The Effects of Spending Rules and Asset Allocation on Non-Profit Endowments2022
The long-run impact and implications of an endowment’s spending policy and asset allocation decisions are examined. Using a dynamic model, the authors explore how different endowment spending rules influence the dynamics of an endowment’s size and future spending. They find that different parameters within each spending rule have significant long-term impact on wealth accumulation and spending capacity. Using Merton's (1993) endowment model and compiled asset allocation data, they estimate the intertemporal preferences and risk aversion of several major endowments and find significant variation across endowments in their propensity to increase portfolio risk in response to increased spending needs.
Measuring and Optimizing the Risk and Reward of Green Portfolios2022
We study the performance of green portfolios in both the US and Chinese markets, constructed using a broad range of climate-related environmental metrics, including carbon emissions, water consumption, waste disposal, land and water pollutants, air pollutants, and natural resource use. We compare several popular long-only and long–short green portfolio construction methodologies and find that a method based on Treynor–Black weights offers the most robust performance, thanks to its ability to quantify alphas for individual assets using only a small number of parameters. In the United States, green portfolios (e.g., low-carbon portfolios) have realized positive alphas in excess of Fama–French factors, a significant portion of which can be explained by an unexpected increase in climate concerns over the past decade, rather than positive expected returns. In contrast, Chinese investors have borne a cost for holding green assets instead of brown assets over the past seven years, implying a positive carbon premium, the opposite of US markets.
Optimal Impact Portfolios with General Dependence and Marginals (Working Paper)2022
Impact investing typically involves ranking and selecting assets based on a non-financial impact factor, such as the environmental, social, and governance (ESG) score and the prospect of developing a disease-curing drug. We develop a framework for constructing optimal impact portfolios and quantifying their financial performances. Under general bivariate distributions of the impact factor and residual returns from a multi-factor asset-pricing model, the construction and performance of optimal impact portfolios depend critically on the dependence structure (copula) between the two, which reduces to a correlation under normality assumptions. More generally, we explicitly derive the optimal portfolio weights under two widely-used copulas---the Gaussian copula and the Archimedean copula family, and find that the optimal weights depend on the tail characteristics of the copula. In addition, when the marginal distribution of residual returns is skewed or heavy-tailed, assets with the most extreme impact factors have lower weights than non-extreme assets due to their high risk. Our framework requires the estimation of only a constant number of parameters as the number of assets grow, an advantage over traditional Markowitz portfolios. Overall, these results provide a recipe for constructing and quantifying the performance of optimal impact portfolios with arbitrary dependence structures and return distributions.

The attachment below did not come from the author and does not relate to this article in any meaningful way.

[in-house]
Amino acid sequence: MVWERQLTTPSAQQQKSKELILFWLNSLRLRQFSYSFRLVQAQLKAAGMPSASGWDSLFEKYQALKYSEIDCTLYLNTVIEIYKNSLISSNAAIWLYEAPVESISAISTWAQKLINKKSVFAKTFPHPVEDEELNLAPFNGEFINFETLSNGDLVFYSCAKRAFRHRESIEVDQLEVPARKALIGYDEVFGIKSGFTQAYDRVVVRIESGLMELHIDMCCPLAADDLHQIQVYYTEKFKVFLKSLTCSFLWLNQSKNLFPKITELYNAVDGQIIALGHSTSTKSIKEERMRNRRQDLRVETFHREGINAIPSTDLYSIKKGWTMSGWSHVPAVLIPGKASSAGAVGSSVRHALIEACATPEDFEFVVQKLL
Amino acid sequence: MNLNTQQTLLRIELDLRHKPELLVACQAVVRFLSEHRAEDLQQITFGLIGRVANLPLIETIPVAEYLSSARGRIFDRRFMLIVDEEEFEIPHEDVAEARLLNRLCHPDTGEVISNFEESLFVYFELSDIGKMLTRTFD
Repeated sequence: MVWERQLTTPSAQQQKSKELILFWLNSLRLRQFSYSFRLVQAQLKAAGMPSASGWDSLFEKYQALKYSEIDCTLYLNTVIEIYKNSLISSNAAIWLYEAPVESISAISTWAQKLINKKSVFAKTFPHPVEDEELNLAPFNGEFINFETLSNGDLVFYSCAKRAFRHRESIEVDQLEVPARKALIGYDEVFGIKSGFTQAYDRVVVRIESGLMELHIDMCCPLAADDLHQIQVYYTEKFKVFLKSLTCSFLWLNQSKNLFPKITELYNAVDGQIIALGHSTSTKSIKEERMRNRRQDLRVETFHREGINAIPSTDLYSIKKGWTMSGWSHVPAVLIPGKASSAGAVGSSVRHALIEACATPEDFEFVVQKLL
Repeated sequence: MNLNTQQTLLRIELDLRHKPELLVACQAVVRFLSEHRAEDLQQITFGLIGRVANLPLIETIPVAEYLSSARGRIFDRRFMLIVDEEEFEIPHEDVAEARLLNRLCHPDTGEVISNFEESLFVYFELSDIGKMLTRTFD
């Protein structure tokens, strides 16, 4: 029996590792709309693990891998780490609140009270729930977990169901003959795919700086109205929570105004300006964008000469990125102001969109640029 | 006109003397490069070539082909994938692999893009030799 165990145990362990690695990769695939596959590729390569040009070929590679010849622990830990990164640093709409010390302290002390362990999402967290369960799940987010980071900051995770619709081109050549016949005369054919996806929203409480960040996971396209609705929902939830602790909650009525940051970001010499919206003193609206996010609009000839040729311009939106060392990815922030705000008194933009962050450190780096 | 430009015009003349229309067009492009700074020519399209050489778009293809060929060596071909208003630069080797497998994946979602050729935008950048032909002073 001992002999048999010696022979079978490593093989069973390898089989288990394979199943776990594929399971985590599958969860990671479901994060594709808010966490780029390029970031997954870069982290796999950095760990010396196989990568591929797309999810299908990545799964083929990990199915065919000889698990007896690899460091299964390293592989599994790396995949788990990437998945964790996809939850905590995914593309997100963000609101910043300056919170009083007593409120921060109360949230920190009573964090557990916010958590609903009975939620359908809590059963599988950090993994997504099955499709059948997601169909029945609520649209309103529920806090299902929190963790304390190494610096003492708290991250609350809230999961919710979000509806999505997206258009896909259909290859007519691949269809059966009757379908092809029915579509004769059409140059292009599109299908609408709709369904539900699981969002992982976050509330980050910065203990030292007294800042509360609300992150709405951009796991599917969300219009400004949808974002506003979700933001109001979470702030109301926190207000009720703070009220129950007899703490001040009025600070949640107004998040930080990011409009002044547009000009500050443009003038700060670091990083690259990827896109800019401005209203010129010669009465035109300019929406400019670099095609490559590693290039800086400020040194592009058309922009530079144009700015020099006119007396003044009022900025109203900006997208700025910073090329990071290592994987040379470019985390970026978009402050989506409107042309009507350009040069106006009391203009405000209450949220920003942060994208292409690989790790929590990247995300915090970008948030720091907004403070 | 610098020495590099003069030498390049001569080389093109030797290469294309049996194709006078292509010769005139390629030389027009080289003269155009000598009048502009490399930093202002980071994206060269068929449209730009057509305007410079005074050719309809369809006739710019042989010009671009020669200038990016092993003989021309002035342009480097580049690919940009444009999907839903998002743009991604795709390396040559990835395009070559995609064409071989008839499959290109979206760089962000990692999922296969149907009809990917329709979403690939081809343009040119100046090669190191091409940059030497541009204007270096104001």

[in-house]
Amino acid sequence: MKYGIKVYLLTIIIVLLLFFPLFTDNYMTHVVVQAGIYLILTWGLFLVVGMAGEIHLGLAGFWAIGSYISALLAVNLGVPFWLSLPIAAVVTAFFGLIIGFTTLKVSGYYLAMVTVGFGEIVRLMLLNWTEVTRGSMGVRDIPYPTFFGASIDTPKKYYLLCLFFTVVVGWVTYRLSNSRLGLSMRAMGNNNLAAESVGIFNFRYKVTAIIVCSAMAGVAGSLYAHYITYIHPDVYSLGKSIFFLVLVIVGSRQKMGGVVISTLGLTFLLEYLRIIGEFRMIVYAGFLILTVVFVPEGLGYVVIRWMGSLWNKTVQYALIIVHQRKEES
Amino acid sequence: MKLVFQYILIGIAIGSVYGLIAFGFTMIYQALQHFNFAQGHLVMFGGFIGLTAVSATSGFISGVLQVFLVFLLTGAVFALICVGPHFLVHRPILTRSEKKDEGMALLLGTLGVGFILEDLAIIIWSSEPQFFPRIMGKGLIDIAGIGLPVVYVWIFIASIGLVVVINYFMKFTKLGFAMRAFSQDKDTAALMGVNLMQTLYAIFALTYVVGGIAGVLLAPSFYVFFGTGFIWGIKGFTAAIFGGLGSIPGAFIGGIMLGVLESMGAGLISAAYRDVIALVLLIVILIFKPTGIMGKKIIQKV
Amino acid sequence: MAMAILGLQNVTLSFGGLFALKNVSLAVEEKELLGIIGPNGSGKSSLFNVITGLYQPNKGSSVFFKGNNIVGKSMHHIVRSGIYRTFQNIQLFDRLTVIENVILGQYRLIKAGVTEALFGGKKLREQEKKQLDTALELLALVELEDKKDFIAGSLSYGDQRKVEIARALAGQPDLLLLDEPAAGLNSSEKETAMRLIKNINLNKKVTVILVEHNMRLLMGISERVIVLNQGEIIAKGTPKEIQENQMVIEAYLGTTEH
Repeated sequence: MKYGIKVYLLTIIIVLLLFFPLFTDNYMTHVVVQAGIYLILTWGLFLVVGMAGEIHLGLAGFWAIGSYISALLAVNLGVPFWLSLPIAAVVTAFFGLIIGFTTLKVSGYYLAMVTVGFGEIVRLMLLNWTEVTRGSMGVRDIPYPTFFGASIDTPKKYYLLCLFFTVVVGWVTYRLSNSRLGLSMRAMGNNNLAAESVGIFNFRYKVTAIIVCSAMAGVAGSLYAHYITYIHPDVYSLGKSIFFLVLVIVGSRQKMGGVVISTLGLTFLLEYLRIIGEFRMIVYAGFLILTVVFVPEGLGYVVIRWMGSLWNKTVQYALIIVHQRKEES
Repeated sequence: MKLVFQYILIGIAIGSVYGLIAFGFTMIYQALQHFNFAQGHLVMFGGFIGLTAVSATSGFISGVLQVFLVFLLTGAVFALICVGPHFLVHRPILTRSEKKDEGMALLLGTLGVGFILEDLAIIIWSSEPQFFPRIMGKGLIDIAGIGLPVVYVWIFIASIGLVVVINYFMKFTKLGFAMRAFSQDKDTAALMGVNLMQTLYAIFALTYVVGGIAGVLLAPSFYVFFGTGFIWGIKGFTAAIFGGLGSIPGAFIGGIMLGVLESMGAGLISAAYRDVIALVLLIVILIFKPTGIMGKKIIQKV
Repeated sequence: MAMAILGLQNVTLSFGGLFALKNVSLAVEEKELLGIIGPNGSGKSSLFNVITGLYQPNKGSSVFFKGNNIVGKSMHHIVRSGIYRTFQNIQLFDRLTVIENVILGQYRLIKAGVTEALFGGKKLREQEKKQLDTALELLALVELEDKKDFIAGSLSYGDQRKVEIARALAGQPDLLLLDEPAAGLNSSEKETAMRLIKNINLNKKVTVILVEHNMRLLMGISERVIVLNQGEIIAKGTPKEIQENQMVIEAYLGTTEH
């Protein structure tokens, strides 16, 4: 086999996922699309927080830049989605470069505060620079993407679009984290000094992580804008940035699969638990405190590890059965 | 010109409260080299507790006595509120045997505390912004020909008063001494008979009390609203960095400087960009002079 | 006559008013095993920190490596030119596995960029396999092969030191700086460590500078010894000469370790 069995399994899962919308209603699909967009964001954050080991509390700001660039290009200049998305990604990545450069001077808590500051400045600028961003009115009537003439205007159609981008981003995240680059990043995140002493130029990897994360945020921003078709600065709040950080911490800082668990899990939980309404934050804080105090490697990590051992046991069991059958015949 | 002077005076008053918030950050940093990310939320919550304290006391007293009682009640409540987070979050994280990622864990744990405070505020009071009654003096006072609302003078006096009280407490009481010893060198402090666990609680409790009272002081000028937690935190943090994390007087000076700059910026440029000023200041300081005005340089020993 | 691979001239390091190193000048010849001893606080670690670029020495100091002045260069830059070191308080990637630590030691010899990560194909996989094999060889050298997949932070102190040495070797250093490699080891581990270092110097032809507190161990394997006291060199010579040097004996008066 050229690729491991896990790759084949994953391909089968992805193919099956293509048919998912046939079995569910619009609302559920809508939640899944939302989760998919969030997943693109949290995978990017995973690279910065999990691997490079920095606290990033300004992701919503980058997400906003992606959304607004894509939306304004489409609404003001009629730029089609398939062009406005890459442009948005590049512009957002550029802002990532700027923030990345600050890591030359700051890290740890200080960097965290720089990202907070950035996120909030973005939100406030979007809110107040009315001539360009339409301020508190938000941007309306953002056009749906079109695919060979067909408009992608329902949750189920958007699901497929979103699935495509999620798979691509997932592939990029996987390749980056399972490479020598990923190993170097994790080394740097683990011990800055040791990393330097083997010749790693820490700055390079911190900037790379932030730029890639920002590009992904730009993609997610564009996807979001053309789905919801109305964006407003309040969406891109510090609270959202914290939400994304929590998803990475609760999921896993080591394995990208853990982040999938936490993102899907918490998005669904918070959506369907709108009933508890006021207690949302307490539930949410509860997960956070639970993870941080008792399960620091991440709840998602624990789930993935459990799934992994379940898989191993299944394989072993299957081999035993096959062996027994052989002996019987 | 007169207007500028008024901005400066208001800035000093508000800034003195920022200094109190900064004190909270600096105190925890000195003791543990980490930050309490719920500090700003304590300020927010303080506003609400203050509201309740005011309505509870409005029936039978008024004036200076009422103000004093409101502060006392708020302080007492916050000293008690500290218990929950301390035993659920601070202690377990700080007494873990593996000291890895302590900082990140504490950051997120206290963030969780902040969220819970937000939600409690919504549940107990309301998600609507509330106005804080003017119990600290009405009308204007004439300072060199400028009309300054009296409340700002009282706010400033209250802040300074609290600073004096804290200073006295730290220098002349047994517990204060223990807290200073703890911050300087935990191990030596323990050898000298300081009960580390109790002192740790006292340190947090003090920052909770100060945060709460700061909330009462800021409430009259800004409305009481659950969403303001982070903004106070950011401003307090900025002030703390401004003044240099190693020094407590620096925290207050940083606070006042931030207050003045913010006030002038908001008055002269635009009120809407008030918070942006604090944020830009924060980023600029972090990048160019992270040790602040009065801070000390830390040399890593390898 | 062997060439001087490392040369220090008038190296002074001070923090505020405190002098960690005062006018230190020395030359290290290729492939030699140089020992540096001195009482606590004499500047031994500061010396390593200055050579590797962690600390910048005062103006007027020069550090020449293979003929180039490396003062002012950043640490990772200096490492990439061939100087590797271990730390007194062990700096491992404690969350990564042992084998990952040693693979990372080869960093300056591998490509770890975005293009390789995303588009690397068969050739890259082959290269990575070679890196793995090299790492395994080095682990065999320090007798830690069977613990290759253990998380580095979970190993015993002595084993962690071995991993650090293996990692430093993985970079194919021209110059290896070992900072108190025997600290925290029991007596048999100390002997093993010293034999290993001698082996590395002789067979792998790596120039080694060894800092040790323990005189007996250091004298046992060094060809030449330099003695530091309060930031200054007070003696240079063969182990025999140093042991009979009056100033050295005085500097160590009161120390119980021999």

Disease-focused foundations have used venture philanthropy (VP) for decades to develop interventions that have patient impact and generate revenue to support their mission. We articulate the distinguishing motives and features of VP funds and their distinct role in the life sciences innovation ecosystem. In particular, we focus on how entrepreneurs and VP funds can work together to help patients and generate economic value. We recommend that entrepreneurs seeking VP support understand a fund’s mission and objectives, and position themselves to fit the fund’s strategic and financial portfolio needs. Finally, we provide case studies of three specific initiatives — the JDRF T1D Fund, targeting type 1 (juvenile) diabetes; MPM Capital’s Oncology Impact Fund; and the American Heart Association’s Cardeation Capital — to showcase these efforts and benefits in practice.
The Risk, Reward, and Asset Allocation of Nonprofit Endowment Funds (Working Paper)2021
We collect tax return data from all 311,222 public NPOs in the United States over the 2009-2017 period to study the asset allocation choices and investment returns of their endowment funds. One in nine public NPOs have endowment funds. The majority of funds allocate their assets conservatively to low-risk assets, and as a result, earn an average annual return of 5.3%. There is substantial heterogeneity in investment returns across funds. Large funds significantly outperform small funds across all return measures and nonprofit sectors. Endowments in NPO sectors devoted to public and societal benefit, the environment, and the arts are among the top performers. High returns among higher education endowments are explained by size, while hospital endowments significantly underperform. Higher investment returns are associated with better governance, more highly paid management, lower discretionary spending, and lower investment management fees. Lastly, when faced with volatile contributions, endowment funds hold more cash and invest more conservatively.